Finally, it’s the last day of my “Why I like vampire novels” mini-series. We’ve had history, folklore, romance, perfect characters and awful characters. And to finish, here is one fairly obscure one – a metaphor for everything – and what is for many people, probably the most obvious reason – the erotic power.
Part Six – A Metaphor for Everything
Most commonly, vampirism tends to be interpreted as a metaphor for sex. All those penetrating fangs and fallen women tell their own story. Beyond that though, they seem to have been as a metaphor for all sorts of things: foreign invasion’ AIDS, the transition from child to teenager or teenager to adult , homosexuality, race. As long as the story doesn’t hit the reader over the head with this connection, I think this can add a real frisson to a novel.
In The Cavaliers, vampirism is fundamentally all about class. You could basically replace every reference to “vampire” with “rich, upper class male.” Underneath all the paranormal romance, there’s a gentle dig at the astonishing statistics regarding the number of Cabinet Ministers who went to Oxford and Eton, and who in many cases, were members of elite dining societies like the one the book portrays. I loved Oxford from day one, but in the first few weeks, everything felt so utterly alien, that if someone reliable had told me that some of the students were vampires, I could almost have believed it.
Part Seven – The erotic power
Let’s face it, vampires are sexy. Fair enough, a big part of that is the tendency of modern authors to make them incredibly good looking and in many cases to liberally sprinkle their books with sex scenes (I’m undoubtedly guilty on both counts!). However, I also think it goes beyond that. Dracula for example is in no way intended as a romantic hero, and his description makes him sound quite hideous, but rather like the devil in Paradise Lost, there’s still something about him, especially in his scenes with the lady characters, that draws the reader towards him.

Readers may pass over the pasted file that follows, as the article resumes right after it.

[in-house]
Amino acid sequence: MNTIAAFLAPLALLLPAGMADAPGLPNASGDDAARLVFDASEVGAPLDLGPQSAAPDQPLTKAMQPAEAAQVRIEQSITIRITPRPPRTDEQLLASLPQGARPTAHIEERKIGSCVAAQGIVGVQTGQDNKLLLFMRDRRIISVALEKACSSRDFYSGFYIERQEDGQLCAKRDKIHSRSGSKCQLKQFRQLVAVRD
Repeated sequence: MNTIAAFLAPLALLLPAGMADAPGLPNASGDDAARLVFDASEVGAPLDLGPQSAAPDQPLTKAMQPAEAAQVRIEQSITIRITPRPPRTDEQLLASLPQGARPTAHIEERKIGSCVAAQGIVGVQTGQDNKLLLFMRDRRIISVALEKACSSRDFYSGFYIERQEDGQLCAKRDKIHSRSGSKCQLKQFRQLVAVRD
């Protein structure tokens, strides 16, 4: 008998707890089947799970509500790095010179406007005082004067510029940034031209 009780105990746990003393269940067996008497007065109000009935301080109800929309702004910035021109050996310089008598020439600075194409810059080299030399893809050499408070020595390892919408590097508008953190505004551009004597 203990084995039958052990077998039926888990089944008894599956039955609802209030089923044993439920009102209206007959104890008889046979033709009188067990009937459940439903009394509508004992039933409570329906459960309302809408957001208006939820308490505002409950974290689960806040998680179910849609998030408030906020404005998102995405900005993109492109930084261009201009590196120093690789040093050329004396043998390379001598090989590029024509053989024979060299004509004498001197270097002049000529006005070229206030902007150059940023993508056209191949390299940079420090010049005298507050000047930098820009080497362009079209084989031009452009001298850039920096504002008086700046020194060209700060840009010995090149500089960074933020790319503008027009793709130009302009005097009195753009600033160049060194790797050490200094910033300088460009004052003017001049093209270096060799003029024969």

The Vampire Diaries was the first vampire series I read, and it still holds a special place in my heart, however many nominally more grown up or technically better written books I read. In that series, there are no sex scenes at all, but there are scenes of talking, of kissing, and of sharing blood, that are some of the most romantic and yes, erotic, scenes I’ve ever come across.
I think it probably comes down to a combination of a highly charged power imbalance between the human and the vampire, the forbidden nature of what’s going on, and the ever present hint of danger.
Oh and then there’s the blood-taking or blood-sharing (depending on your individual’s vampire’s tastes and manners). I can’t quite come up with a sensible reason for why I like these scenes so much. Even allowing for mesmerisation, it would be pretty horrible in real life (I honestly nearly bleed to death once – long story – and it wasn’t sexy at all) but they work for me and presumably a lot of other readers. I suppose it’s more of the same – power, danger, it being forbidden – only much more so than mere sex. I think all of this is yet another reason that so many readers of vampire fiction also seem to enjoy the new crop (sorry!) of BDSM novels – to a lesser extent, the kinky sex brings some of these elements into play.
With blood though, I think there are two final elements. First blood seems to have had a special resonance in many societies, whether it’s human sacrifices, drinking cow’s blood to become a man, women on their period being considered either unclean or magical, or communion wine. In this context, the idea of someone drinking your blood is simultaneously repellent and magical, part of a grand mystical tradition and utterly outside of the realm of normal human experience. And by some sort of weird transubstantiation, thousands of readers turn that into something sexy.
Phew, that’s my list done. Did I miss any of your personal reasons for loving vampire novels?